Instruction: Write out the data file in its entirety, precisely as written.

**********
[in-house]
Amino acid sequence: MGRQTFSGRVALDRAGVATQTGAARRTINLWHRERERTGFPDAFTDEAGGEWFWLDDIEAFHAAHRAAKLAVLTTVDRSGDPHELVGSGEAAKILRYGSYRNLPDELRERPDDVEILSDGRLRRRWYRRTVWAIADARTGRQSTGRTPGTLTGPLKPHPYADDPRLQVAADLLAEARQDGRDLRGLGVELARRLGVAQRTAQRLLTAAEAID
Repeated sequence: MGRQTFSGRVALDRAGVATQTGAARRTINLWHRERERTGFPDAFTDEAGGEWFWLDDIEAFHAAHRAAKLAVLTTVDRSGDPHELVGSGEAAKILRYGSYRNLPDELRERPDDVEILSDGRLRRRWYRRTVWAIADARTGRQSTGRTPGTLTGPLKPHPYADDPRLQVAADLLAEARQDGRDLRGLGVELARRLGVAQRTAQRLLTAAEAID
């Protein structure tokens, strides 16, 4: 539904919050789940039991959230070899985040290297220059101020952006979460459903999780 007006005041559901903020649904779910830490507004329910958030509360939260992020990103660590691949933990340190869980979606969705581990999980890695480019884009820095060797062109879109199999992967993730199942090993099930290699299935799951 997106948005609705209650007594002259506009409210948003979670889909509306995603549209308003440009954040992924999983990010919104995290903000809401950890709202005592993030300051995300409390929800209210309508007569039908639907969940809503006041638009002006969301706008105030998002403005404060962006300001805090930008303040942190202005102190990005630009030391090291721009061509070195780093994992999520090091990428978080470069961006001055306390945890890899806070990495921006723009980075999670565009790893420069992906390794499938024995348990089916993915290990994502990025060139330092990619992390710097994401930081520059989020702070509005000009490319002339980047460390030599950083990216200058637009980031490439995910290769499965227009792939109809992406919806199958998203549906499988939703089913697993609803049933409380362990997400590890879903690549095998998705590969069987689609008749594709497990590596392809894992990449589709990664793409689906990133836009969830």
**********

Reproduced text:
[in-house]
Amino acid sequence: MGRQTFSGRVALDRAGVATQTGAARRTINLWHRERERTGFPDAFTDEAGGEWFWLDDIEAFHAAHRAAKLAVLTTVDRSGDPHELVGSGEAAKILRYGSYRNLPDELRERPDDVEILSDGRLRRRWYRRTVWAIADARTGRQSTGRTPGTLTGPLKPHPYADDPRLQVAADLLAEARQDGRDLRGLGVELARRLGVAQRTAQRLLTAAEAID
Repeated sequence: MGRQTFSGRVALDRAGVATQTGAARRTINLWHRERERTGFPDAFTDEAGGEWFWLDDIEAFHAAHRAAKLAVLTTVDRSGDPHELVGSGEAAKILRYGSYRNLPDELRERPDDVEILSDGRLRRRWYRRTVWAIADARTGRQSTGRTPGTLTGPLKPHPYADDPRLQVAADLLAEARQDGRDLRGLGVELARRLGVAQRTAQRLLTAAEAID
């Protein structure tokens, strides 16, 4: 539904919050789940039991959230070899985040290297220059101020952006979460459903999780 007006005041559901903020649904779910830490507004329910958030509360939260992020990103660590691949933990340190869980979606969705581990999980890695480019884009820095060797062109879109199999992967993730199942090993099930290699299935799951 997106948005609705209650007594002259506009409210948003979670889909509306995603549209308003440009954040992924999983990010919104995290903000809401950890709202005592993030300051995300409390929800209210309508007569039908639907969940809503006041638009002006969301706008105030998002403005404060962006300001805090930008303040942190202005102190990005630009030391090291721009061509070195780093994992999520090091990428978080470069961006001055306390945890890899806070990495921006723009980075999670565009790893420069992906390794499938024995348990089916993915290990994502990025060139330092990619992390710097994401930081520059989020702070509005000009490319002339980047460390030599950083990216200058637009980031490439995910290769499965227009792939109809992406919806199958998203549906499988939703089913697993609803049933409380362990997400590890879903690549095998998705590969069987689609008749594709497990590596392809894992990449589709990664793409689906990133836009969830």